Laszlo Hudec in Shanghai (1919-1947) and the Pursuit of Chinese Modernity

Veranstalter: Titularprofessur Moravánszky
Datum: Freitag, 11. März 2011 bis Freitag, 11. März 2011
Zeit: 11.45 Uhr bis 14.15 Uhr
Ort: HIL C 10.2

Architect of Hungarian and Slovak origins, Laszlo Hudec (1893-1958) has been one of the most outstanding protagonists of the process of diffusion of modern architecture in the city of Shanghai during the 1920s and 1930s. Colonial outpost of Western powers, Shanghai was at that time by far the leading financial centre of the Far East, one of the cities with the highest pace of growth on the planet, a haven for businessmen and missionaries, angels and gangsters, an extraordinary crossing point of international trades and cultures.
Laszlo Hudec - a young officer of the Austro-Hungarian army, captured during the war and held in a prison camp in Khabarobsk, Eastern Siberia - found refuge in Shanghai in 1918 after a rocambolesque escape from his detention place. Within the two decades which followed the end of WW1, Laszlo Hudec managed to develop a brilliant and intense professional career as architect, designing houses, apartment buildings, factories, schools, offices, hospitals, and the first skyscraper ever built in Asia, the tallest building outside of the USA at that time (1934).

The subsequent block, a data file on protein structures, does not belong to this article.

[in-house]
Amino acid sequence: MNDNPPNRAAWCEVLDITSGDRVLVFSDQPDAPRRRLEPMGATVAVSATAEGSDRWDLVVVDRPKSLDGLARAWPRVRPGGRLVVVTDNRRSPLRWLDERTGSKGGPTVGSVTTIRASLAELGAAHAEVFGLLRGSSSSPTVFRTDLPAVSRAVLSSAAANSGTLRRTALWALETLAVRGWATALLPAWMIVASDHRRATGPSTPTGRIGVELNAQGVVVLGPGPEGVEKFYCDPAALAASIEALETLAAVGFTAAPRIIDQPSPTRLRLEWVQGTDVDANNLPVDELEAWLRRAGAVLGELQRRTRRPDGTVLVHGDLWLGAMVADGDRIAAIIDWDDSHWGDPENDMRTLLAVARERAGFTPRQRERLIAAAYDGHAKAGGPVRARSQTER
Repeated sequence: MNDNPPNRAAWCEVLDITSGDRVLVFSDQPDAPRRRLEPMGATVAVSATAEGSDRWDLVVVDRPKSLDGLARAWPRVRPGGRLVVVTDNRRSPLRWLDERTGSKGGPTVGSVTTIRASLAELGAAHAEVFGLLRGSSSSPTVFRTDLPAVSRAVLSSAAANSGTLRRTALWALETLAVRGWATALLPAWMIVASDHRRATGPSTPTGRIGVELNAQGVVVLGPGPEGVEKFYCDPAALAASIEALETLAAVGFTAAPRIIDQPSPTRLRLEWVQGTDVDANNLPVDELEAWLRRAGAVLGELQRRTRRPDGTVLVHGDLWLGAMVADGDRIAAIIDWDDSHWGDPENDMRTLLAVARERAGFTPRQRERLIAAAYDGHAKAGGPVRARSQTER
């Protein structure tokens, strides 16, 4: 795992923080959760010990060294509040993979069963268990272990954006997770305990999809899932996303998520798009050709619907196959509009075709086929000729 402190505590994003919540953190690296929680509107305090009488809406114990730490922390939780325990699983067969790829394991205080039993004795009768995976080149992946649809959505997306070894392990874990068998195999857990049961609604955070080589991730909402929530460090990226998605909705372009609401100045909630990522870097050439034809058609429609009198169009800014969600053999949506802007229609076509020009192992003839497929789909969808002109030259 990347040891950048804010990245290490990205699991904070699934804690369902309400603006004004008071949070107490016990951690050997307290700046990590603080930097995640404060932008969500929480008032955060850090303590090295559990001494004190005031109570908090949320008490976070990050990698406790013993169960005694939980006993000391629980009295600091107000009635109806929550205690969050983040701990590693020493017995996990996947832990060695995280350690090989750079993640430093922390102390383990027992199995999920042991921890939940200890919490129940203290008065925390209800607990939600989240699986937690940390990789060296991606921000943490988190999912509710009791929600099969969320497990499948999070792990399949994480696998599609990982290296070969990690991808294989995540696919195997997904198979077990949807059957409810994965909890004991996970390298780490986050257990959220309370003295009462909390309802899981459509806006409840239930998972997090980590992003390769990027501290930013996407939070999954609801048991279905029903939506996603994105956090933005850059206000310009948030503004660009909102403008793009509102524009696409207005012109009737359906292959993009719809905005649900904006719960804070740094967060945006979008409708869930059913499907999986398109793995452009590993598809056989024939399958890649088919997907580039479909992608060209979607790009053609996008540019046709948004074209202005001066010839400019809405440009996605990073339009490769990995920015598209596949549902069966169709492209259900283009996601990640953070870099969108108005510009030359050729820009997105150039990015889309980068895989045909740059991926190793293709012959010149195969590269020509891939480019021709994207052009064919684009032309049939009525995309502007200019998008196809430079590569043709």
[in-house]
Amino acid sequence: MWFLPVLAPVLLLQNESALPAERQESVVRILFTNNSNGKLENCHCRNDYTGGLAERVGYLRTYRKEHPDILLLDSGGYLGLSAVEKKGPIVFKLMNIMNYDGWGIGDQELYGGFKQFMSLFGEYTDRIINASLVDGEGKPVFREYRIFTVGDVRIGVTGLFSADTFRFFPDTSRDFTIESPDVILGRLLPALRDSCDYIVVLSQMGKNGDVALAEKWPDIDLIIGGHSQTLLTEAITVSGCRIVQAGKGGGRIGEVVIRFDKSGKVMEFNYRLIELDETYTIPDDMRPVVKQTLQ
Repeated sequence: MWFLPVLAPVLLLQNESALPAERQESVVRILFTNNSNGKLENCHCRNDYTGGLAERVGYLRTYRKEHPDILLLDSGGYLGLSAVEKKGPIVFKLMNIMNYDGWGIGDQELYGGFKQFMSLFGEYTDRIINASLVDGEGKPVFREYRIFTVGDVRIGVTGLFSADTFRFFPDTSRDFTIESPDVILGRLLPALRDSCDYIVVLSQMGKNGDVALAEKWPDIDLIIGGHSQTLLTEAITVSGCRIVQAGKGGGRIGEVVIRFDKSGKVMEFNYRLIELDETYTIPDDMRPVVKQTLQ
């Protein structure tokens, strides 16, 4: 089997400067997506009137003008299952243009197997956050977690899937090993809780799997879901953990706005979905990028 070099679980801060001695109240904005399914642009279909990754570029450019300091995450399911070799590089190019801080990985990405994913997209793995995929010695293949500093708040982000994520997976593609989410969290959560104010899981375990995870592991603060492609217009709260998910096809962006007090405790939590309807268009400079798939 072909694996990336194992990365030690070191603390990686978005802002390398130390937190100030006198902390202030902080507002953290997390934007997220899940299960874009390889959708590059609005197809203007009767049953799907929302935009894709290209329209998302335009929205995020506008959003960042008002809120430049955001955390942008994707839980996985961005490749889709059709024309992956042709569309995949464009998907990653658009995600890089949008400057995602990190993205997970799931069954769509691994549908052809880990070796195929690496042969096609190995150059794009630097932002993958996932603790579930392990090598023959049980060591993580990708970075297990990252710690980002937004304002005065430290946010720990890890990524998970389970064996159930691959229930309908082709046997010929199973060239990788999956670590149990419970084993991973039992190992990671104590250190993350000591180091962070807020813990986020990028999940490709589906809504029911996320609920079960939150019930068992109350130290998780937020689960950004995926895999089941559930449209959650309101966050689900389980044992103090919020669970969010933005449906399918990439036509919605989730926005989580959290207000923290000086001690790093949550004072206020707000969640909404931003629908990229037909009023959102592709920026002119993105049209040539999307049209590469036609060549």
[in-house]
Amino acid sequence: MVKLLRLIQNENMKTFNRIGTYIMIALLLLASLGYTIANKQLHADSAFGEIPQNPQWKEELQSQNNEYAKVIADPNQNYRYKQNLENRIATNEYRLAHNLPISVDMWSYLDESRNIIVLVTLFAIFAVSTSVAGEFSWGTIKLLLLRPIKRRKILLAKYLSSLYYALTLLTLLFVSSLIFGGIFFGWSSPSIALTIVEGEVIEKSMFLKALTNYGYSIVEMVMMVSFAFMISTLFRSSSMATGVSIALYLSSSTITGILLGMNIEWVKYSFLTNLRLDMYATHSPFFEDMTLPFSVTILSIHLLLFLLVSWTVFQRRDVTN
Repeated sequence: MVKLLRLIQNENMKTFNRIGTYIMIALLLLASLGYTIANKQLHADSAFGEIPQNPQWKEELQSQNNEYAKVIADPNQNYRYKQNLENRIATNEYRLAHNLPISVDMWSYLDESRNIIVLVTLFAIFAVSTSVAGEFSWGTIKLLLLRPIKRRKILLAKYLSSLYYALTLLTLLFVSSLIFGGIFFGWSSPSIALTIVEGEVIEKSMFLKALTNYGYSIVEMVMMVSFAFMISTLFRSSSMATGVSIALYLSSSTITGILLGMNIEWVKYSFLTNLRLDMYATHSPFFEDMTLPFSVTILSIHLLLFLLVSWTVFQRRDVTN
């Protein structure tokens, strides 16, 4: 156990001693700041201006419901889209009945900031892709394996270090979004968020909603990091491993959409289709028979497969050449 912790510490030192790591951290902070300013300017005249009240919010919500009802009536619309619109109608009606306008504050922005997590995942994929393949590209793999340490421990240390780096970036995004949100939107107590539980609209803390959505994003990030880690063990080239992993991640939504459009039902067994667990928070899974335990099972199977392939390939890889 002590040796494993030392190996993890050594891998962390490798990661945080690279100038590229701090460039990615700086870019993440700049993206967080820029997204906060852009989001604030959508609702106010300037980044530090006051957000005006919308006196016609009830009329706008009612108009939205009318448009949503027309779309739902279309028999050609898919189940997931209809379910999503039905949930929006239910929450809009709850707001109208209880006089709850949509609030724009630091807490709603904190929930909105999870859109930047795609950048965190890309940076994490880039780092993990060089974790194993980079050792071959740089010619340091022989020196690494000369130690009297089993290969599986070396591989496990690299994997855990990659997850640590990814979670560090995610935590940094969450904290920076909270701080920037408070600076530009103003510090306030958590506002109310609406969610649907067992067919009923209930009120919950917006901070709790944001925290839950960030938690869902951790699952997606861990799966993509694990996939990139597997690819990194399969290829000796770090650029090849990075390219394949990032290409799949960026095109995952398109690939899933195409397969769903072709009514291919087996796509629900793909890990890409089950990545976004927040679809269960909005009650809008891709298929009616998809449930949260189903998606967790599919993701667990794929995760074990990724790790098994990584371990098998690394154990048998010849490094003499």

In the 1930s, he was considered the “sensational driving force behind the new architecture of the city”. He gave proof of a unique ability to transfer to Shanghai the most advanced achievements of European and American architecture, in terms of technologies, materials, languages and imageries. Working for Chinese clients, Laszlo Hudec provided a peculiar form of architectural design that could successfully represent the aspirations for modernity and distinction of the Chinese social and cultural élite of that time. In that sense, Laszlo Hudec has been the most significative interpreter of the Chinese pursuit of modernity developed before the outburst of the Second World War.